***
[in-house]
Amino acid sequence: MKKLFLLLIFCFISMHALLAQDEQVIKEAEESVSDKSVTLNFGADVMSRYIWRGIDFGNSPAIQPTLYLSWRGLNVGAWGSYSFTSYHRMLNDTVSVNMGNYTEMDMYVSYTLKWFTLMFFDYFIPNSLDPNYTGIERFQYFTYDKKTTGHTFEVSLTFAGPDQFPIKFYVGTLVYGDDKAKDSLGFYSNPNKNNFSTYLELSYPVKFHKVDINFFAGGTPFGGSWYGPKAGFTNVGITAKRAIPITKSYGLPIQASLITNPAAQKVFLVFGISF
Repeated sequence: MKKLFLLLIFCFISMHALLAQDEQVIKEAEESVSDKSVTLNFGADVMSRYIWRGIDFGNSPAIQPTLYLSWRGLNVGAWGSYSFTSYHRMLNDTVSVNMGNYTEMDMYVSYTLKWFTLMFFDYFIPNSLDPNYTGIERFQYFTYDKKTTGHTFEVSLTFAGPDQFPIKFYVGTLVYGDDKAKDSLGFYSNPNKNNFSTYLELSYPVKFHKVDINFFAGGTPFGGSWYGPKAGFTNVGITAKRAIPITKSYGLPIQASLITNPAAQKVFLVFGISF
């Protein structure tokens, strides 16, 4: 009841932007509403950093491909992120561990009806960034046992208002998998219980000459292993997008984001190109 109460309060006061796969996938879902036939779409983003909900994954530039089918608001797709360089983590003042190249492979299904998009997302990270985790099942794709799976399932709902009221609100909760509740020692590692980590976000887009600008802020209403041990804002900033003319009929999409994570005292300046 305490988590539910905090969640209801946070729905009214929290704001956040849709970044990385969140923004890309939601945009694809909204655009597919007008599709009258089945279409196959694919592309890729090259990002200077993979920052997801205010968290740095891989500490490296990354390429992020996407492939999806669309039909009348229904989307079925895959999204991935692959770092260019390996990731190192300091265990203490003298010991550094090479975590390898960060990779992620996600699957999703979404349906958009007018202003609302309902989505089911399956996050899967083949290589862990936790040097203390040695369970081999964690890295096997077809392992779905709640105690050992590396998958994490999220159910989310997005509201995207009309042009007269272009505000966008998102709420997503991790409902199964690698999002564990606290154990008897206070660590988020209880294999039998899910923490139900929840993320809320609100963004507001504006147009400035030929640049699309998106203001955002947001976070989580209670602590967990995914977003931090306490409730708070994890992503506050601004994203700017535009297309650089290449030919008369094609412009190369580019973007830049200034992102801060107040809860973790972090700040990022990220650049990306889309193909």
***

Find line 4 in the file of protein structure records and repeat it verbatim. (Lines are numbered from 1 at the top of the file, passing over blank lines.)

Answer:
């Protein structure tokens, strides 16, 4: 009841932007509403950093491909992120561990009806960034046992208002998998219980000459292993997008984001190109 109460309060006061796969996938879902036939779409983003909900994954530039089918608001797709360089983590003042190249492979299904998009997302990270985790099942794709799976399932709902009221609100909760509740020692590692980590976000887009600008802020209403041990804002900033003319009929999409994570005292300046 305490988590539910905090969640209801946070729905009214929290704001956040849709970044990385969140923004890309939601945009694809909204655009597919007008599709009258089945279409196959694919592309890729090259990002200077993979920052997801205010968290740095891989500490490296990354390429992020996407492939999806669309039909009348229904989307079925895959999204991935692959770092260019390996990731190192300091265990203490003298010991550094090479975590390898960060990779992620996600699957999703979404349906958009007018202003609302309902989505089911399956996050899967083949290589862990936790040097203390040695369970081999964690890295096997077809392992779905709640105690050992590396998958994490999220159910989310997005509201995207009309042009007269272009505000966008998102709420997503991790409902199964690698999002564990606290154990008897206070660590988020209880294999039998899910923490139900929840993320809320609100963004507001504006147009400035030929640049699309998106203001955002947001976070989580209670602590967990995914977003931090306490409730708070994890992503506050601004994203700017535009297309650089290449030919008369094609412009190369580019973007830049200034992102801060107040809860973790972090700040990022990220650049990306889309193909």